What Is The Definition Of Reset In Basketball?

Definition Of Reset In Basketball

Key Takeaway: In basketball, the term "reset" has multiple meanings including shot clock reset, play reset, tracking timeouts and fouls, and resetting mindset. The shot clock duration varies across leagues such as the NBA (24 seconds) and NCAA (30 seconds for women, 24 seconds for men), with each league having its own shot clock reset rules.

In basketball, there are many rules that players need to follow, and these sets of rules make basketball very exciting and challenging. However, there are some definitions in the basketball rule book that most basketball players become confused and no idea. 

One phrase in the basketball rule book that most basketball players often don’t know is the reset in basketball. When we hear the word reset, the first thing that comes into our mind is restarting everything. But what is reset in basketball?

What is the definition of reset in basketball? The term reset has many definitions in basketball. But the term reset originally used by players and analysts every time the shot clock resets. They usually say: “The shot clock resets, now the team has a fresh shot clock”. However, the term resets in basketball can also be used in different situations. 

We are going to talk about the different definition of reset in basketball, and the other related questions about this topic. 

What Are The Different Types Of Resets In Basketball? 

Reset is one of the commonly used terms in the game of basketball. Players, announcers, analysts, and coaches use the term reset in basketball, and it has many meanings. A reset may refer to many meanings. What are those?

The term reset in basketball may be used for the shot clock reset, to reset the play by passing the ball out to the perimeter to run another play, stat count for several timeouts and fouls to give, and reset the mindset if anything negative happens. 

Let’s break down each meaning one-by-one to make it easy for you to understand the different meanings of the term reset in basketball.

Shot Clock Reset

The term reset is often used when the shot clock has been reset. When is the shot clock reset? The shot clock in basketball reset if the offensive team got an offensive rebound for another chance of possession. 

Tall basketball players are usually the ones who are assigned by coaches to get the offensive rebounds. Offensive rebounds are essential in a basketball possession because once an offensive team gets an offensive rebound, the team will have the fresh shot clock to run another play. 

However, some basketball players rush, and they do not use the reset shot clock wisely. But some players value the time of the reset shot clock. They wait until the shot clock turns into 10 seconds before they start running a quick play. When the shot clock reset, it could be a time for players to rest a little bit or to rush things like there is no tomorrow.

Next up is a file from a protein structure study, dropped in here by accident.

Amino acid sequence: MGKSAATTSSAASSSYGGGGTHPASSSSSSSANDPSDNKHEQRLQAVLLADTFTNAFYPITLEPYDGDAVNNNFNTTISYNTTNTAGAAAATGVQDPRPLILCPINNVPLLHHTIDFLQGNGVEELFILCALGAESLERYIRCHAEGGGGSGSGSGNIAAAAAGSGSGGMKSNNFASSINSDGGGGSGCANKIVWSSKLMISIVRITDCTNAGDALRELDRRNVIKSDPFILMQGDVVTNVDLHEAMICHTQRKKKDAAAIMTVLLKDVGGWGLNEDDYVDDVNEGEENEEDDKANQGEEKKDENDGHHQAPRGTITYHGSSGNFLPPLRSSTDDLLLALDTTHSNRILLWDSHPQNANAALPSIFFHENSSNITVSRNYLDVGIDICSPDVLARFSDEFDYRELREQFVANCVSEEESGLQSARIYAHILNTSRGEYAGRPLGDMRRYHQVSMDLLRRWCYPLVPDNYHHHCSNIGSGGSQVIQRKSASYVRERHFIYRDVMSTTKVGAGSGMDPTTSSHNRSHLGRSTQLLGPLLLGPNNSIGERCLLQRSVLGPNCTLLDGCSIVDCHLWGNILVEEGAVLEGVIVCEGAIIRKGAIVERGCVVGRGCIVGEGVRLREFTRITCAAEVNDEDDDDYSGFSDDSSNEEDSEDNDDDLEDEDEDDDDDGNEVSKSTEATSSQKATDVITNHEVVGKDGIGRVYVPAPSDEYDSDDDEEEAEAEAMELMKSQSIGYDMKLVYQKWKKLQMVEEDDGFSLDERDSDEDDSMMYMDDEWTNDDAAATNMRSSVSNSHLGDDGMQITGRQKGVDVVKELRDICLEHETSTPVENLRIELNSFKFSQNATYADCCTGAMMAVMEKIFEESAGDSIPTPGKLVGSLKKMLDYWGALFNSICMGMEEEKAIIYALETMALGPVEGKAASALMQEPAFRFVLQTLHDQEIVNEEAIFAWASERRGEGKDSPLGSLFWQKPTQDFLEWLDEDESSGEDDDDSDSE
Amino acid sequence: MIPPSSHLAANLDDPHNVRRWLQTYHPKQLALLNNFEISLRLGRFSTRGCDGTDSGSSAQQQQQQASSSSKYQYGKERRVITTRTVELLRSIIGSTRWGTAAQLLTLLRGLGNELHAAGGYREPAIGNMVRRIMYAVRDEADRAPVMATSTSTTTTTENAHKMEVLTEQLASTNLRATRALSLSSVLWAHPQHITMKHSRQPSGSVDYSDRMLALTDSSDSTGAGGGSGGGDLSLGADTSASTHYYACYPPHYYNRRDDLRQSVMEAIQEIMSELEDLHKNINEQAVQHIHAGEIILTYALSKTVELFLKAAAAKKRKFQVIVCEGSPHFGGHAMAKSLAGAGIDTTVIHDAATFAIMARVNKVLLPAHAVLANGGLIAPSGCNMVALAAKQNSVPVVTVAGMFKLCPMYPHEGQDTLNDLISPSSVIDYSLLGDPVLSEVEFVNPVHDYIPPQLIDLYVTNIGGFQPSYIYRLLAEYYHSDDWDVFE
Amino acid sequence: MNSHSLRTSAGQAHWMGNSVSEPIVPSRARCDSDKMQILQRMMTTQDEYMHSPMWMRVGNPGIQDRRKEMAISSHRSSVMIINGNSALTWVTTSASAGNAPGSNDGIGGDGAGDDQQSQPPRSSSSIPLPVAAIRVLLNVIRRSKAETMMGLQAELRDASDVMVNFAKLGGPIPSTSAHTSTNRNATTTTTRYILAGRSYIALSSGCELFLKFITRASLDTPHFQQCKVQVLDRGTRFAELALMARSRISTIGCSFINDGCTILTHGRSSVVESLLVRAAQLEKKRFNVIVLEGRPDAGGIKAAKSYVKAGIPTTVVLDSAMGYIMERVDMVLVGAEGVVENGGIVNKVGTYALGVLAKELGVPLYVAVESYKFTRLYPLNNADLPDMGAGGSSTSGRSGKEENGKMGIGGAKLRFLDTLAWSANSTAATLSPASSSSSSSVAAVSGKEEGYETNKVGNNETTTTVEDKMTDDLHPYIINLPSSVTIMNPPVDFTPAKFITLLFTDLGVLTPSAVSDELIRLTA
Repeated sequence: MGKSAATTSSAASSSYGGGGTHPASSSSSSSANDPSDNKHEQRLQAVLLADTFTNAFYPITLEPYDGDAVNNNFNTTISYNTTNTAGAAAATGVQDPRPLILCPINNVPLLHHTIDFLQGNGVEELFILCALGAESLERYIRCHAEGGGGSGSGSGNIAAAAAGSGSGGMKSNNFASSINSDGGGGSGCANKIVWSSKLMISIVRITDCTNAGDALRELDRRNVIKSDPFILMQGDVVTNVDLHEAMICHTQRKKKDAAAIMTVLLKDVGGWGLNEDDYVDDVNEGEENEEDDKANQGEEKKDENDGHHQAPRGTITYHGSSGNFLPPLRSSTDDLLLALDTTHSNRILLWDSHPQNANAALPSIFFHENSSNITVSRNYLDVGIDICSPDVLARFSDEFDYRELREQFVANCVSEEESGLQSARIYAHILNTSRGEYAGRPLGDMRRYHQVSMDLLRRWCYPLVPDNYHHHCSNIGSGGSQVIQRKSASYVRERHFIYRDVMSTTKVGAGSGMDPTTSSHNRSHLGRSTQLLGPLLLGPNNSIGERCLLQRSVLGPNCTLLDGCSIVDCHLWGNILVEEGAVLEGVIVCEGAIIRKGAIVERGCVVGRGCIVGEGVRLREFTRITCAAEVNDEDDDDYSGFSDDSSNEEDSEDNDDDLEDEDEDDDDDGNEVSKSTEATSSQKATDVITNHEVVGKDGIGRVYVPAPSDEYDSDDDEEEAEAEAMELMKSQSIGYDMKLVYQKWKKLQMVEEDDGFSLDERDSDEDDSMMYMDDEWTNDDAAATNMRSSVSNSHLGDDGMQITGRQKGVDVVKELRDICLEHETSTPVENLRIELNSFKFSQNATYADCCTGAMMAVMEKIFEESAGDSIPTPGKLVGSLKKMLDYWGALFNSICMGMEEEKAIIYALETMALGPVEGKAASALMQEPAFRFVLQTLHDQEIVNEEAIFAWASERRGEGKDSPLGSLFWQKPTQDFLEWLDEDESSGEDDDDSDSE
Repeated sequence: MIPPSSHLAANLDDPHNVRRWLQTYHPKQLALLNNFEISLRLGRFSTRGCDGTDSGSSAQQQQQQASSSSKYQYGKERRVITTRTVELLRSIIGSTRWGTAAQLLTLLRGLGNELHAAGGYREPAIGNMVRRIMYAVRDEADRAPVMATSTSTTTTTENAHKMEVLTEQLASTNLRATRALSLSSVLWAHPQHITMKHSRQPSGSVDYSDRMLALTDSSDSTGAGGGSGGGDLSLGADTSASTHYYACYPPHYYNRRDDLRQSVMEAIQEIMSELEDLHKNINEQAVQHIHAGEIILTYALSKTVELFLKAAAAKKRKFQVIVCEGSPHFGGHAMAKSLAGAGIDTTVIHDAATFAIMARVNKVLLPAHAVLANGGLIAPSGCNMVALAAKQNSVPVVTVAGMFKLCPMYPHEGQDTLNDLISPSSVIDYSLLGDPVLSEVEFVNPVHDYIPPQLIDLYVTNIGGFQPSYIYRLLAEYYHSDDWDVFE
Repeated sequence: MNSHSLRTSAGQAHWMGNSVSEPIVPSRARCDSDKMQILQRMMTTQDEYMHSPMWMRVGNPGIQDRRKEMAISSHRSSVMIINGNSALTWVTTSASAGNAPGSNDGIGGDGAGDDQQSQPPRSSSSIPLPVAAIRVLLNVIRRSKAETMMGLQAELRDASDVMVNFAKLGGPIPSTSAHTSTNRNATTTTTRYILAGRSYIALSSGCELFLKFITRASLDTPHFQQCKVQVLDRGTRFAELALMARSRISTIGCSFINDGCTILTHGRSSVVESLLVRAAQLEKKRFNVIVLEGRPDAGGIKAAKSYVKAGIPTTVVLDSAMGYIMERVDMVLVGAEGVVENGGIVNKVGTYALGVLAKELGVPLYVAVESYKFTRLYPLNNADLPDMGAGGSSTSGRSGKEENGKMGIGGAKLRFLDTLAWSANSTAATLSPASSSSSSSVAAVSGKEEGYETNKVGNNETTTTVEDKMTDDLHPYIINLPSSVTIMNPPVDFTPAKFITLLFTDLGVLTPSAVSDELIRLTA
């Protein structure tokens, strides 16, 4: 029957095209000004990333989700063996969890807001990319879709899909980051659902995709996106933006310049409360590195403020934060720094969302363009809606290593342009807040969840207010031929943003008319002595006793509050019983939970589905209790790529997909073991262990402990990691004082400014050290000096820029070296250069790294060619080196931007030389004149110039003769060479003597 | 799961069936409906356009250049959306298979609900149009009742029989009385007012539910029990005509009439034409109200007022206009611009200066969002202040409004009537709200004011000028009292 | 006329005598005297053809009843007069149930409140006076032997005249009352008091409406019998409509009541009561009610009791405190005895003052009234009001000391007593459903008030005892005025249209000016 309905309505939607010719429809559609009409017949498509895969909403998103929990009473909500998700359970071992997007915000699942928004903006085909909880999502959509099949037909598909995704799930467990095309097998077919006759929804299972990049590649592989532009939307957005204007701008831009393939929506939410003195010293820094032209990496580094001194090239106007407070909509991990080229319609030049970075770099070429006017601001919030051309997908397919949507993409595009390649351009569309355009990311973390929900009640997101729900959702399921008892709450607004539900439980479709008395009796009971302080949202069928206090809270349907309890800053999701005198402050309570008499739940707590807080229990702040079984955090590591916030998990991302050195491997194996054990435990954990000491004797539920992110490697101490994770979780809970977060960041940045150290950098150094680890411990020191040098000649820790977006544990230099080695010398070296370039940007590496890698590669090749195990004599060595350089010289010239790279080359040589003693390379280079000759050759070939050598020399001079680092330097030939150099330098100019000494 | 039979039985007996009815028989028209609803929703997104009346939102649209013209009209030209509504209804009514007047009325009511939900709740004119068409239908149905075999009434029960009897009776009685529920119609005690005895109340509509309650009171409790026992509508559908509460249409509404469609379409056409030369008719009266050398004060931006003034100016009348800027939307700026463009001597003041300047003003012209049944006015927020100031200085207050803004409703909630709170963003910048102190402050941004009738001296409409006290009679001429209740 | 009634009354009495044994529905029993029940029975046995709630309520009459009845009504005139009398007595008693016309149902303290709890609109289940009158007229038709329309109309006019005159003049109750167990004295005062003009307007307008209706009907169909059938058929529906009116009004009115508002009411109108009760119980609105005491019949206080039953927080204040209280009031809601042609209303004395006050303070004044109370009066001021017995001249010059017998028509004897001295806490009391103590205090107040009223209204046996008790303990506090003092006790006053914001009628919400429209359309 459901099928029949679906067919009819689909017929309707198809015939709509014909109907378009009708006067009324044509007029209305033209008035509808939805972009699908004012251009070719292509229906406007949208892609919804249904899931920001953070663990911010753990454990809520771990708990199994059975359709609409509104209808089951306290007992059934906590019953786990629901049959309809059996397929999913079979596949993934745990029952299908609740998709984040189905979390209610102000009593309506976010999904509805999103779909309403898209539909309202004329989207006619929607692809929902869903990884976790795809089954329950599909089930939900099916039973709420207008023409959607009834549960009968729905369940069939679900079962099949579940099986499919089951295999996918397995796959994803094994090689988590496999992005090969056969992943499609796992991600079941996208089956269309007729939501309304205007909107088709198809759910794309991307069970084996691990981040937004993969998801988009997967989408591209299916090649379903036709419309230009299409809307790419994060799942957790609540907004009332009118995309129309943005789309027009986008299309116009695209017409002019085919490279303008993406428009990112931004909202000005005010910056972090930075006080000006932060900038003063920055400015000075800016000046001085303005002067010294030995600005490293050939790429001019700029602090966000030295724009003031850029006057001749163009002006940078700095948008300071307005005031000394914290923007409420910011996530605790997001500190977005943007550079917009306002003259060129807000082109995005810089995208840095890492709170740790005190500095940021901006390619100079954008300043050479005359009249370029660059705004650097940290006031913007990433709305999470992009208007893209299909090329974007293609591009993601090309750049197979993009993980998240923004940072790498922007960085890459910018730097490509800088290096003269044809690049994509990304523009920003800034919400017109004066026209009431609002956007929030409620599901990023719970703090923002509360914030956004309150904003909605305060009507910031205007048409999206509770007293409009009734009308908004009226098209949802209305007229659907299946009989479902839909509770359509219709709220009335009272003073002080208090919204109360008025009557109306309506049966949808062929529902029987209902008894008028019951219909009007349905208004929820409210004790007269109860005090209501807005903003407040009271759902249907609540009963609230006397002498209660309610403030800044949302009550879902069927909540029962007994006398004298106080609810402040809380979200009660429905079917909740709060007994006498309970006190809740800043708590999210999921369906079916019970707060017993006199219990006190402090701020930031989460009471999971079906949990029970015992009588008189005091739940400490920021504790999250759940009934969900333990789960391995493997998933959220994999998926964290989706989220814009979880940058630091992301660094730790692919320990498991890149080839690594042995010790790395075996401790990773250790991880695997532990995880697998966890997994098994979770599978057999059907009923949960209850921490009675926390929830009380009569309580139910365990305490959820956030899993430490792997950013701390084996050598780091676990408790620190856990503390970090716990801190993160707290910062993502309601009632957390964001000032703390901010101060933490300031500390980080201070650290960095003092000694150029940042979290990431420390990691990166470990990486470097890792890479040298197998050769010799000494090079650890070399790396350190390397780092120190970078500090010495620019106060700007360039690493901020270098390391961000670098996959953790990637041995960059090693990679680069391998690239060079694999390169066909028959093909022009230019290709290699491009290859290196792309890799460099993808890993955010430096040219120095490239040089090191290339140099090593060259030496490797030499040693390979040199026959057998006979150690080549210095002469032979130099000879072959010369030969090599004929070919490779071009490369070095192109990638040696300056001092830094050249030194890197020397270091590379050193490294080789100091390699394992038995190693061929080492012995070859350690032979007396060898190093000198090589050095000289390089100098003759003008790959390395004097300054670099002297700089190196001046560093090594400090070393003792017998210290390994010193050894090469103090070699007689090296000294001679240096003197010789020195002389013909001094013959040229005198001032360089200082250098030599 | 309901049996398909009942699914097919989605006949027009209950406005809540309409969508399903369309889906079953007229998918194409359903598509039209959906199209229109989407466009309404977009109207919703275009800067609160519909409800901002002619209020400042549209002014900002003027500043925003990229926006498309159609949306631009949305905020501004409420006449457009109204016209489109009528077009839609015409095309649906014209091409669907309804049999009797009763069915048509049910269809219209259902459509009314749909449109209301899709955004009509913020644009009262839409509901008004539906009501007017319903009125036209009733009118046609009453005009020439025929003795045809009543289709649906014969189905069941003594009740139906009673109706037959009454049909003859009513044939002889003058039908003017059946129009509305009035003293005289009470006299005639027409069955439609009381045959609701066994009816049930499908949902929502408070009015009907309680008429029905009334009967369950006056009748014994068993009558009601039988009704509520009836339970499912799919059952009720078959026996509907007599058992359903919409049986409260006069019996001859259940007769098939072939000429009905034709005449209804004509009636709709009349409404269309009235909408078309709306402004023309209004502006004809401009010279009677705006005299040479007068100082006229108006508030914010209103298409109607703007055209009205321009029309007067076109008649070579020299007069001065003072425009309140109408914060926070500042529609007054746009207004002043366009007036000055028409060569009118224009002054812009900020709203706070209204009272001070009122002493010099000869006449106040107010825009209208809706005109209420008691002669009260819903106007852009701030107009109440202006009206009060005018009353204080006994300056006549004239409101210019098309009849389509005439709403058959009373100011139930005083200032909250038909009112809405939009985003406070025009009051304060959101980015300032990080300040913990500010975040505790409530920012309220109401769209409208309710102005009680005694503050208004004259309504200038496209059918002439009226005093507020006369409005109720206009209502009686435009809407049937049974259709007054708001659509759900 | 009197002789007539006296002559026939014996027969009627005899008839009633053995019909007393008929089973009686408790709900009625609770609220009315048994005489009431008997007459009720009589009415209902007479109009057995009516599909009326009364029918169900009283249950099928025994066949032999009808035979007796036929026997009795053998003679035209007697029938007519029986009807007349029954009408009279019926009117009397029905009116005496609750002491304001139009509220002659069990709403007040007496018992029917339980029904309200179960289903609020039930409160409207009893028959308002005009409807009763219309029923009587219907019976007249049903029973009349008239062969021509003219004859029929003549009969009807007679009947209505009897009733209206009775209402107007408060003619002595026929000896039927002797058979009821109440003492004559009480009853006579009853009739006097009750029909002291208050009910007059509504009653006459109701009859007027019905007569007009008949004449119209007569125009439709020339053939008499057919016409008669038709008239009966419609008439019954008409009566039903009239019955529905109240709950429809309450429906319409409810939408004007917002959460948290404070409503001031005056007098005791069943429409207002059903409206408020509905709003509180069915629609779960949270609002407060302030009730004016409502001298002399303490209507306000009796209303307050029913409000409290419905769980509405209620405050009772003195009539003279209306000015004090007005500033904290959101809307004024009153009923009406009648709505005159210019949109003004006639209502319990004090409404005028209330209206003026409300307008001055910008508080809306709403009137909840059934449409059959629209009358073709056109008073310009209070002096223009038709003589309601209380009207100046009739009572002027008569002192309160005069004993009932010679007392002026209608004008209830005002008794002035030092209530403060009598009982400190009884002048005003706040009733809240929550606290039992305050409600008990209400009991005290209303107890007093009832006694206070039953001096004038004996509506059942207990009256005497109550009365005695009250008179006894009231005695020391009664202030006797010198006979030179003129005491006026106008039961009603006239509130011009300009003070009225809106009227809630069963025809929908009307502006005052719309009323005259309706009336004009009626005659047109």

How many seconds reset if the shot clock resets? There are many different basketball leagues around the world, and each basketball league has its own set of rules regarding how many seconds should be reset when the shot clock resets.

Reset The Play

A reset can refer to reset the play. There are many plays implemented in one basketball game. Basketball plays are essential because it is a strategic plan to score. Without proper basketball play, the team will fall, and won’t be able to outscore the opposing team. 

Resetting the play means to reset everything. When basketball teams reset their strategy, they will pass the ball back out to the perimeter to run another play. The ball handler or the point guard will be the one who is assigned to run a specific strategy. 

Stat Count For Remaining Timeouts And Fouls To Give

A reset may refer to the stat count for remaining timeouts and fouls to give for each team. When the final minutes of the basketball game arrived, a two by two table is displayed to show the number of timeouts a basketball team has, and the team’s fouls to give. 

The analyst uses the term reset when they announce the remaining timeouts and fouls to give both teams have. They say things like: “Let’s take a look at the game reset. The Warriors have one timeout remaining, and the Celtics have no timeouts but have one foul to give.”

Reset The Mindset

There are many frustrations that a basketball player might feel, especially if their team is down by too many points or if the referees made a bad call. Bad calls of referees are one of the reasons why basketball players get frustrated. That is why you will see NBA players argue with the referees sometimes. 

A reset may also refer as resetting the mindset, which means to reset the mindset of the basketball player. Resetting the mindset means to forget every unnecessary call that has happened, conflicts with the opposing team because of trash talk, etc. 

What Is Shot Clock In Basketball? 

The shot clock is an essential timer used in basketball to prevent basketball players from spending too much time on their possessions. It provides a set amount of time (24-35 seconds), The amount of time of a shot clock depends on the basketball league.